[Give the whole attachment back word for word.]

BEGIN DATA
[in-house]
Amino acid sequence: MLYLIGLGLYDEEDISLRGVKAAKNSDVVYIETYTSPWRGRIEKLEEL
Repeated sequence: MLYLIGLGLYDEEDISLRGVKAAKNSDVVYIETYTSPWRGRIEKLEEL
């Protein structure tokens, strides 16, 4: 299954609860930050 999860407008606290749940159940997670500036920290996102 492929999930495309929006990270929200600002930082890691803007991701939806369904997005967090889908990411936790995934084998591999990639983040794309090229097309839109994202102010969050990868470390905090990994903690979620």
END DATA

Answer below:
[in-house]
Amino acid sequence: MLYLIGLGLYDEEDISLRGVKAAKNSDVVYIETYTSPWRGRIEKLEEL
Repeated sequence: MLYLIGLGLYDEEDISLRGVKAAKNSDVVYIETYTSPWRGRIEKLEEL
């Protein structure tokens, strides 16, 4: 299954609860930050 999860407008606290749940159940997670500036920290996102 492929999930495309929006990270929200600002930082890691803007991701939806369904997005967090889908990411936790995934084998591999990639983040794309090229097309839109994202102010969050990868470390905090990994903690979620």